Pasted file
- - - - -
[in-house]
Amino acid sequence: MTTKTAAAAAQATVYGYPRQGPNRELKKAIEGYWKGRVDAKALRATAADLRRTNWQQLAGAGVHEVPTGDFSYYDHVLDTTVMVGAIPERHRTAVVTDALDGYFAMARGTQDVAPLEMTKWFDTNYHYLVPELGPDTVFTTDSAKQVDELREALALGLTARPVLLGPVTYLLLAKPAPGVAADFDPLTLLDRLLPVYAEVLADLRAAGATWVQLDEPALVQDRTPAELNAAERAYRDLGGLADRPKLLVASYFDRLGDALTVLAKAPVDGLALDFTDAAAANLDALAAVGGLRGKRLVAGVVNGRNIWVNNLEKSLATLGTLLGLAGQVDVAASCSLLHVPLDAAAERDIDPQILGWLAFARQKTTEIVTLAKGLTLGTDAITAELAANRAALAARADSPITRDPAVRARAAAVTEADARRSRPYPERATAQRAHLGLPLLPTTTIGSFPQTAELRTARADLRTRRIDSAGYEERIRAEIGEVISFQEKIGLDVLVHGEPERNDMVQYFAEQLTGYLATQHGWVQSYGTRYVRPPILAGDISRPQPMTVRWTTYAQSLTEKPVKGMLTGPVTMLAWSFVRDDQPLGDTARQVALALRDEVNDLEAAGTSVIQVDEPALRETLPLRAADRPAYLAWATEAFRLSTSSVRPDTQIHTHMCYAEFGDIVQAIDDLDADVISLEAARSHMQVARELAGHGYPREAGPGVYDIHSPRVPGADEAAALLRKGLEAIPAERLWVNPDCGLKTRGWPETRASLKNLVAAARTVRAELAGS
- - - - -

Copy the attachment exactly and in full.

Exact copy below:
[in-house]
Amino acid sequence: MTTKTAAAAAQATVYGYPRQGPNRELKKAIEGYWKGRVDAKALRATAADLRRTNWQQLAGAGVHEVPTGDFSYYDHVLDTTVMVGAIPERHRTAVVTDALDGYFAMARGTQDVAPLEMTKWFDTNYHYLVPELGPDTVFTTDSAKQVDELREALALGLTARPVLLGPVTYLLLAKPAPGVAADFDPLTLLDRLLPVYAEVLADLRAAGATWVQLDEPALVQDRTPAELNAAERAYRDLGGLADRPKLLVASYFDRLGDALTVLAKAPVDGLALDFTDAAAANLDALAAVGGLRGKRLVAGVVNGRNIWVNNLEKSLATLGTLLGLAGQVDVAASCSLLHVPLDAAAERDIDPQILGWLAFARQKTTEIVTLAKGLTLGTDAITAELAANRAALAARADSPITRDPAVRARAAAVTEADARRSRPYPERATAQRAHLGLPLLPTTTIGSFPQTAELRTARADLRTRRIDSAGYEERIRAEIGEVISFQEKIGLDVLVHGEPERNDMVQYFAEQLTGYLATQHGWVQSYGTRYVRPPILAGDISRPQPMTVRWTTYAQSLTEKPVKGMLTGPVTMLAWSFVRDDQPLGDTARQVALALRDEVNDLEAAGTSVIQVDEPALRETLPLRAADRPAYLAWATEAFRLSTSSVRPDTQIHTHMCYAEFGDIVQAIDDLDADVISLEAARSHMQVARELAGHGYPREAGPGVYDIHSPRVPGADEAAALLRKGLEAIPAERLWVNPDCGLKTRGWPETRASLKNLVAAARTVRAELAGS